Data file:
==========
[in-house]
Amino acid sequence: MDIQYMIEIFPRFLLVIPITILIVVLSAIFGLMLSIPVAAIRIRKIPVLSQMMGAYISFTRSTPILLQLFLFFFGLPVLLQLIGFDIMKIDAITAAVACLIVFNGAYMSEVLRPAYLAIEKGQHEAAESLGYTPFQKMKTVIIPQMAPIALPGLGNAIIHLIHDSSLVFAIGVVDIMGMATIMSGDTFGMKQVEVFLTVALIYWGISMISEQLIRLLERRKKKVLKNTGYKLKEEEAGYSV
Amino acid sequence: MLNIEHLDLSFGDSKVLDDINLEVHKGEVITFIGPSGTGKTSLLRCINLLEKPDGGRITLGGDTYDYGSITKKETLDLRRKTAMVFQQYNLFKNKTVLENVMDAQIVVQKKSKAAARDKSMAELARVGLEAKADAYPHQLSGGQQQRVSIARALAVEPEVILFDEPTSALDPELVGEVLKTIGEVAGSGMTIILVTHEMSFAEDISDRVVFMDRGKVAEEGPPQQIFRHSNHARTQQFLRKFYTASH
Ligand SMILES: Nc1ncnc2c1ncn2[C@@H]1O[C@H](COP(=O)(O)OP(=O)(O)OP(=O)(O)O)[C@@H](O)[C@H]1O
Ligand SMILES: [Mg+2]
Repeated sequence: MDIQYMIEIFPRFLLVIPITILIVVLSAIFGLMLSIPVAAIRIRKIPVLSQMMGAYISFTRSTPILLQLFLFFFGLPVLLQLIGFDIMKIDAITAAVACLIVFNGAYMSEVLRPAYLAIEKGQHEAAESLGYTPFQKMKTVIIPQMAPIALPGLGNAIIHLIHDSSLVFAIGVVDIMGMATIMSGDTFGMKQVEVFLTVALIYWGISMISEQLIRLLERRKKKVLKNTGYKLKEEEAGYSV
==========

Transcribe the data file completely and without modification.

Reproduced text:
[in-house]
Amino acid sequence: MDIQYMIEIFPRFLLVIPITILIVVLSAIFGLMLSIPVAAIRIRKIPVLSQMMGAYISFTRSTPILLQLFLFFFGLPVLLQLIGFDIMKIDAITAAVACLIVFNGAYMSEVLRPAYLAIEKGQHEAAESLGYTPFQKMKTVIIPQMAPIALPGLGNAIIHLIHDSSLVFAIGVVDIMGMATIMSGDTFGMKQVEVFLTVALIYWGISMISEQLIRLLERRKKKVLKNTGYKLKEEEAGYSV
Amino acid sequence: MLNIEHLDLSFGDSKVLDDINLEVHKGEVITFIGPSGTGKTSLLRCINLLEKPDGGRITLGGDTYDYGSITKKETLDLRRKTAMVFQQYNLFKNKTVLENVMDAQIVVQKKSKAAARDKSMAELARVGLEAKADAYPHQLSGGQQQRVSIARALAVEPEVILFDEPTSALDPELVGEVLKTIGEVAGSGMTIILVTHEMSFAEDISDRVVFMDRGKVAEEGPPQQIFRHSNHARTQQFLRKFYTASH
Ligand SMILES: Nc1ncnc2c1ncn2[C@@H]1O[C@H](COP(=O)(O)OP(=O)(O)OP(=O)(O)O)[C@@H](O)[C@H]1O
Ligand SMILES: [Mg+2]
Repeated sequence: MDIQYMIEIFPRFLLVIPITILIVVLSAIFGLMLSIPVAAIRIRKIPVLSQMMGAYISFTRSTPILLQLFLFFFGLPVLLQLIGFDIMKIDAITAAVACLIVFNGAYMSEVLRPAYLAIEKGQHEAAESLGYTPFQKMKTVIIPQMAPIALPGLGNAIIHLIHDSSLVFAIGVVDIMGMATIMSGDTFGMKQVEVFLTVALIYWGISMISEQLIRLLERRKKKVLKNTGYKLKEEEAGYSV